As players engage in online battles and kill other players, they'll earn iron, the game's currency. That can be spent on various unlocks: skills for your character, crated items like helms, armor and skins. Players' contribution to the war effort will also be factored into a persistent online game mode — called The War Effort, naturally — that you can play with friends, your guild and your faction. Players will earn rewards for their participation in the global war, which is planned to be updated on a weekly basis.

Given the game's free-to-play nature, it's easy to see how those rewards could be at the heart of BattleCry's monetization model. The option to buy some extra iron, a particular suit of armor or an unlockable gender for your character class might be more appealing than grinding for the same things.

While defeating your enemies and fighting a global, bloody war are at the heart of BattleCry, the game's developer is hoping that players will treat each other with respect and positivity after each match. Once the victor has been decided — along with a handful of MVPs from each team — players will have a few moments to congratulate each other on their accomplishments in-game with salutes. They can even award each other medals for valor. This feature, Davis said, will help the team develop a strong community behind BattleCry.

BattleCry's positive community aspirations are certainly encouraging. The game's bright, gorgeous atmosphere, clearly influenced by Antonov's stylized work, may help foster that warm, cheery feeling of camaraderie.

"We really wanted to contrast the brutality of our combat with the beauty of this gorgeous world," Davis said.

The developer says the game's aesthetic — a mix of neutral tones and primary colors, with a dash of cel-shading — is heavily influenced by comic books and turn of the century illustration, with a dash of mysticism, Antonov said.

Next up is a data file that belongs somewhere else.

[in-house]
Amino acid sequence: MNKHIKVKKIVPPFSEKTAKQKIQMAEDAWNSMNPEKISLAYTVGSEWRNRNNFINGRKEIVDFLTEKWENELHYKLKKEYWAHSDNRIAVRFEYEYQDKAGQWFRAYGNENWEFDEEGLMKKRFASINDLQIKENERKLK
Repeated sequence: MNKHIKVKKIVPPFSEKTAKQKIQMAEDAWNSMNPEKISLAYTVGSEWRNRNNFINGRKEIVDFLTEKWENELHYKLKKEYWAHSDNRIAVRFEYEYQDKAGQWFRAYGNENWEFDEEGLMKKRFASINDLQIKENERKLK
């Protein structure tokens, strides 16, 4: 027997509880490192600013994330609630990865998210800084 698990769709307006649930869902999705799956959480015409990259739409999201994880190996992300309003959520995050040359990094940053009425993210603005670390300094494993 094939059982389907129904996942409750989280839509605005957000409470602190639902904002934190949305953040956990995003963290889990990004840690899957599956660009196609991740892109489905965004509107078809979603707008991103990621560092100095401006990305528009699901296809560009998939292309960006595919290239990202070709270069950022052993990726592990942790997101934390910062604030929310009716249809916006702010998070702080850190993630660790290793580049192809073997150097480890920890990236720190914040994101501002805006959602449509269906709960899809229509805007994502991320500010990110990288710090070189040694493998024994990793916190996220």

Describing the game's look as a "fairy tale romantic perception of war and death," Antonov said to expect some level of storytelling to be delivered through the game's environments, which alter slightly depending on whether you're winning or losing. It's a reference to the trench warfare of the time, he said, when "everything got out of whack" for soldiers affected by the horrors of war.

Bethesda and BattleCry Studios say to expect BattleCry to appear in beta form on PC sometime in 2015. The game is slated to be playable at this year's E3.

Those five will be playable in the game's multiplayer beta, but expect more, the studio says, to join BattleCry's "ever-growing list" of classes.

Adding more variety to the classes are the game's factions. Two have been officially revealed: the Royal Marines and the Cossack Empire. In addition to offering each class a different aesthetic and animations, the faction players choose appears to alter how each unit plays. The Tech Archer, for example, wields a longbow if she's on the Royal Marines side. On the Cossack side, he's armed with a pair of crossbows.

Each class is outfitted with a trio of special abilities. These include explosive or electrified attacks, the ability to turn invisible, the option to see your enemies through walls and so on. And each class has his or her own ultimate ability, a super power that is fueled by adrenaline — the energy that accumulates as players attack. Unleashing your special and ultimate abilities at the right time, managing their cooldowns and exploiting your adrenaline meter are all part of what makes BattleCry feel a little bit more interesting than your standard team-based multiplayer shooter.